THE STORY OF A BOY IN CAPERNAUM, AND OF A RIOT IN NAZARETH

John 4:46 to 54; Luke 4:16 to 31.





ROM Sychar, the village near Jacobs well, Jesus went northward into Galilee, to Cana, the place where he had made the water into wine. The news that Jesus had come back from Jerusalem, and was again in Galilee, went through all that part of the land, and everybody wished to see the prophet who had wrought such wonders. There was one man living in Capernaum, a town beside the Sea of Galilee, who heard with great joy that Jesus was again at Cana. He was a man of high rank, a nobleman at the court of King Herod; but he was in deep trouble over his son, who was very sick, and in danger of dying. This nobleman went up the mountains in great haste from Capernaum to Cana, to see Jesus. He rode all night, and in the morning, when he found Jesus, he begged him to come down to Capernaum and cure his son. Jesus said to the man, "You people will not believe on me as the Saviour, unless you continually see signs and wonders." "O my lord," said the father, "do come down quickly, or my child will die." "You may go home," said Jesus, "for your son will live."

The man believed the words of Jesus, and went home, but he did not hurry, nor did he ask Jesus to go with him. The next morning, as he was going down the mountains, his servants met him, and said, "Master, your son is living, and is better." "At what hour did he begin to grow better?" asked the nobleman. "It was yesterday, at seven o’clock in the morning, when the fever left him," they answered. That was the very hour when Jesus had said to him, "Your son will live." And after that the nobleman believed in Jesus, and so did all who were living in his house. Jesus had come to Galilee to preach to the people, and to tell them of his gospel. He thought that he would begin his preaching in the town of Nazareth, where he had lived so many years, where his brothers and sisters were living still, and where all the people had known him. He loved the men who had played with him when he and they were boys together, and he longed to give them the first news of his gospel. So Jesus went to Nazareth; and, as on the Sabbath days he had always worshipped in the synagogue, he went to that place once more. He was no longer the carpenter, but the teacher, the prophet, of whom all the land were talking, and the synagogue was filled with people eager to hear him, and, especially, hoping to see him do some wonderful works. Seated on the floor before him were men who had known him since he was a little boy, and perhaps some of his own sisters were looking down from the gallery behind the lattice screen.

Jesus stood up, to show that he wished to read from the Scriptures, and the officer who had the care of the books handed him the roll of the prophet Isaiah. Jesus turned to the sixty-first chapter, and from it read: The Spirit of the Lord is upon me, Because he hath anointed me to preach good tidings to the poor. He hath sent me to proclaim freedom to the captives, And recovering of sight to the blind, To set at liberty those that are bruised, To proclaim the year of Gods grace to men. When Jesus had read these words he rolled up the book and gave it again to the keeper of the rolls, and sat down; for in the synagogue a man stood up to read the Bible, and sat down to speak to the people. He began by saying: "This day this word of the Lord has come to pass before you." And then he showed how he had been sent to preach to the poor, to set the captives free, to give sight to the blind, to comfort those in trouble, and to tell to men the news of Gods grace. At first the people listened with the deepest interest, and they were touched with the kind and tender words that he spoke.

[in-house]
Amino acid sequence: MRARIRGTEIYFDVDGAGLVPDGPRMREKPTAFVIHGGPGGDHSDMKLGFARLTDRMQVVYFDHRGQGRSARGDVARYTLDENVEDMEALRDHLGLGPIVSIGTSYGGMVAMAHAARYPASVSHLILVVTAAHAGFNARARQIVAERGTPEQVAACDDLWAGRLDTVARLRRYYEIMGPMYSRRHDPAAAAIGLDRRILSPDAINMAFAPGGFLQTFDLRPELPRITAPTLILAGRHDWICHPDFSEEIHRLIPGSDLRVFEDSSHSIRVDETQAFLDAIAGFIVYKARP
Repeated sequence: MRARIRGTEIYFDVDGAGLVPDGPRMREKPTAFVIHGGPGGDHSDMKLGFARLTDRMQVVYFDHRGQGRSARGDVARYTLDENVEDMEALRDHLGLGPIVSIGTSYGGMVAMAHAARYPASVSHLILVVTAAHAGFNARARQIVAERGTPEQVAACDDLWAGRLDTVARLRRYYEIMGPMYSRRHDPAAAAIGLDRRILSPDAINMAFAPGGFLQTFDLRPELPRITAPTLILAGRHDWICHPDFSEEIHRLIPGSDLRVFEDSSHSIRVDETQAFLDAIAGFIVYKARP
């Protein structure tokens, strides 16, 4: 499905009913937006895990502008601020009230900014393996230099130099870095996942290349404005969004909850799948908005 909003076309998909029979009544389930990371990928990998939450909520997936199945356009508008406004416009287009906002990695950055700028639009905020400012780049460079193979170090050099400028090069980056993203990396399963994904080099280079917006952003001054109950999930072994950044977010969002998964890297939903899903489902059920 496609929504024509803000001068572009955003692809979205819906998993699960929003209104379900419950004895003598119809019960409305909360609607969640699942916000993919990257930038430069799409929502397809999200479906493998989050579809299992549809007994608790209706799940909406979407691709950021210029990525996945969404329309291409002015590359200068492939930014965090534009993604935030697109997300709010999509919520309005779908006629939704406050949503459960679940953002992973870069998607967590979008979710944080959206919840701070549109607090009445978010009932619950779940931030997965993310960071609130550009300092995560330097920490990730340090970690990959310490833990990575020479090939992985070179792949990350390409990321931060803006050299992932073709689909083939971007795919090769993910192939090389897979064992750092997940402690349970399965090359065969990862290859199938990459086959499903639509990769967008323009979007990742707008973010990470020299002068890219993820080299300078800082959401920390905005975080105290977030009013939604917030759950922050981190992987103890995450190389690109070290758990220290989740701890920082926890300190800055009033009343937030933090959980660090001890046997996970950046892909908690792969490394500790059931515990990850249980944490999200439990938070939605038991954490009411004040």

But soon they began to whisper among themselves. One said, "Why should this carpenter try to teach us?" And another, "This man is no teacher! He is only the son of Joseph! We know his brothers and his sisters are living here." And some began to say, "Why does he not do here the wonders that they say he has done in other places ? We want to see some of his miracles!" Jesus knew their thoughts, and he said, "I know that you will say to me, Let us see a miracle like that on the nobleman’s son in Capernaum. Of a truth, I say to you, No prophet has honor among his own people. "You remember what is told of Elijah the prophet; when the heavens were shut up, and there was no rain for three years and six months. There were many widows in the land of Israel at that time, but Elijah was not sent by the Lord to any one of them. The Lord sent him out of the land to Zarephath, a town near Zidon, to a widow there; and there he wrought his miracles. "And in the time of Elisha the prophet, there were many lepers in Israel that Elisha might have cured; but the only leper that Elisha made well was Naaman the Syrian."

All this made the people in the synagogue very angry; for they cared only to see some wonderful work, and not to hear the words of Jesus. They would not listen to him; they leaped up from their seats upon the floor; they laid hold of Jesus, and dragged him out doors. They then took him up to the top of the hill above the city, and they would have thrown him down to his death. But Jesus, by the power of God, slipped quietly out of their hands and went away, for the time for him to die had not yet come. Very sadly Jesus went away from Nazareth, for he had longed to bring Gods blessings to his own people. He walked down the mountains to the city of Capernaum, by the seashore, and there on the Sabbath days he taught the people in the synagogues. You can read the story of Elijah the prophet and the woman of Zarephath, and the story of Elisha healing Naaman the Syrian. These were the stories of which Jesus spoke to the people in the synagogue at Nazareth.